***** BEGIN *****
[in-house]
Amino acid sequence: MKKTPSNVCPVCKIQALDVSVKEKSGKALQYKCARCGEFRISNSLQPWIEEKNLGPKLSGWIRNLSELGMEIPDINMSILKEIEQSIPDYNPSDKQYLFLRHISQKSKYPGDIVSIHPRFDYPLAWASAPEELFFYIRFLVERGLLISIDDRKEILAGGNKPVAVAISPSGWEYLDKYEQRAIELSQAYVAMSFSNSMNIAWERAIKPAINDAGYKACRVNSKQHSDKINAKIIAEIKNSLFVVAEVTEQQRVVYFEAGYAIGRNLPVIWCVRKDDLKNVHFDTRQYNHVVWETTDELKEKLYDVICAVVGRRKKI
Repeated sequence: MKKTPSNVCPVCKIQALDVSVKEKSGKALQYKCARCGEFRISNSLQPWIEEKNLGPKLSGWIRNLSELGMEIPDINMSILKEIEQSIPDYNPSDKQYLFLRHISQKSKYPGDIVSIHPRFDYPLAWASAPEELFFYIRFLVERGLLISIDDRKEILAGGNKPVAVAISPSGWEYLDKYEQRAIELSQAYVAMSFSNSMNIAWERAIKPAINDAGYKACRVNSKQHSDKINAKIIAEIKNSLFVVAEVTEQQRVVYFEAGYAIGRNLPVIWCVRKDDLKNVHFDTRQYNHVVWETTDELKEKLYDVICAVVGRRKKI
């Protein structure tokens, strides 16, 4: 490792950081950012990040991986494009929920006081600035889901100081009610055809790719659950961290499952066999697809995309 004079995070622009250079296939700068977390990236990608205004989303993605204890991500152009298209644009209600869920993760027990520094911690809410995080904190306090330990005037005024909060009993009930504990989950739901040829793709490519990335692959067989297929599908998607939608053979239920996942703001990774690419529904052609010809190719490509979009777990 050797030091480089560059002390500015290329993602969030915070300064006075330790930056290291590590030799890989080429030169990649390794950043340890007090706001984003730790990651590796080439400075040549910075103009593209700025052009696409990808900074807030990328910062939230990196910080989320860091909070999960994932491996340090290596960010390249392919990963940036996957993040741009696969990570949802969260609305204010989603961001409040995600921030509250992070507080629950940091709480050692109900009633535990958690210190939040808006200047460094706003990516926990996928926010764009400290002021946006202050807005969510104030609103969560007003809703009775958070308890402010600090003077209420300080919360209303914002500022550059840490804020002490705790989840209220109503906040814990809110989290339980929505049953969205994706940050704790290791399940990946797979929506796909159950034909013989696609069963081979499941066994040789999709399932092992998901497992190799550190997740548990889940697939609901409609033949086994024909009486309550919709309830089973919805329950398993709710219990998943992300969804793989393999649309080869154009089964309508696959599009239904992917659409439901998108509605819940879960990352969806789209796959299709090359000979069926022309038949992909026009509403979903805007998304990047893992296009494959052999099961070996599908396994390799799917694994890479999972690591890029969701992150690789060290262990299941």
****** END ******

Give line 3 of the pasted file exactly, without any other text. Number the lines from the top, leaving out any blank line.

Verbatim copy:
Repeated sequence: MKKTPSNVCPVCKIQALDVSVKEKSGKALQYKCARCGEFRISNSLQPWIEEKNLGPKLSGWIRNLSELGMEIPDINMSILKEIEQSIPDYNPSDKQYLFLRHISQKSKYPGDIVSIHPRFDYPLAWASAPEELFFYIRFLVERGLLISIDDRKEILAGGNKPVAVAISPSGWEYLDKYEQRAIELSQAYVAMSFSNSMNIAWERAIKPAINDAGYKACRVNSKQHSDKINAKIIAEIKNSLFVVAEVTEQQRVVYFEAGYAIGRNLPVIWCVRKDDLKNVHFDTRQYNHVVWETTDELKEKLYDVICAVVGRRKKI